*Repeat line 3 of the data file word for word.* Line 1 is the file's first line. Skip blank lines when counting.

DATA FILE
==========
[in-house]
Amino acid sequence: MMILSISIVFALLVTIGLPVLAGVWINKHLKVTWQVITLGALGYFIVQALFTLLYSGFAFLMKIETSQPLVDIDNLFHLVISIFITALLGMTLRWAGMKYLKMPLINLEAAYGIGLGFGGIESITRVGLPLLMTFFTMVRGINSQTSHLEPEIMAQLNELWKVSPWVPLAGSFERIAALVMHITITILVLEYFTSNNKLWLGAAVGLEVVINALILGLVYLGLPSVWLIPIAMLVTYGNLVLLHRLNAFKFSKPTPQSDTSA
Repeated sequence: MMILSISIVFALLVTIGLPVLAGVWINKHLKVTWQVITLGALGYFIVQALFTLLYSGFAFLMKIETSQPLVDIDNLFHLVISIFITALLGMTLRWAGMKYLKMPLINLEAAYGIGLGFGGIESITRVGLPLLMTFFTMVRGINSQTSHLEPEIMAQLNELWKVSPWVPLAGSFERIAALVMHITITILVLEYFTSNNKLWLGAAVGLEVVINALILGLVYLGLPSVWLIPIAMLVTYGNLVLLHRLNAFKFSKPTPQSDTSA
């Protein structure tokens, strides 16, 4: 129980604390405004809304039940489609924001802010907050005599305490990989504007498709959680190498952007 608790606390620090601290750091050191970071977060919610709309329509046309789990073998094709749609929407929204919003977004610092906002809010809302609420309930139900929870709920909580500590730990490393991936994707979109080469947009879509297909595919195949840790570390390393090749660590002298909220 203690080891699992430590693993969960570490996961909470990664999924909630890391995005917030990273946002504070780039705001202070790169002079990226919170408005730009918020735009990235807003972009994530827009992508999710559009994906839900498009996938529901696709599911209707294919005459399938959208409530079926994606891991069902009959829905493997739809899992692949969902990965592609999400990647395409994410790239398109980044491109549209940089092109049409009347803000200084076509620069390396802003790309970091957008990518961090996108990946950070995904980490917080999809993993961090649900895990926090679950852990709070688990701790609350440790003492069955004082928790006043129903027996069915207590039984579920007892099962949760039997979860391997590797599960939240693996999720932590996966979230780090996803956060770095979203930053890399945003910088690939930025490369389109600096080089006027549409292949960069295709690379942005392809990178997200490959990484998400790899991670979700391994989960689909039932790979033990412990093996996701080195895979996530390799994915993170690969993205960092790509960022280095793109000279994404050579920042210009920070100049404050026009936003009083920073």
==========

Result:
Repeated sequence: MMILSISIVFALLVTIGLPVLAGVWINKHLKVTWQVITLGALGYFIVQALFTLLYSGFAFLMKIETSQPLVDIDNLFHLVISIFITALLGMTLRWAGMKYLKMPLINLEAAYGIGLGFGGIESITRVGLPLLMTFFTMVRGINSQTSHLEPEIMAQLNELWKVSPWVPLAGSFERIAALVMHITITILVLEYFTSNNKLWLGAAVGLEVVINALILGLVYLGLPSVWLIPIAMLVTYGNLVLLHRLNAFKFSKPTPQSDTSA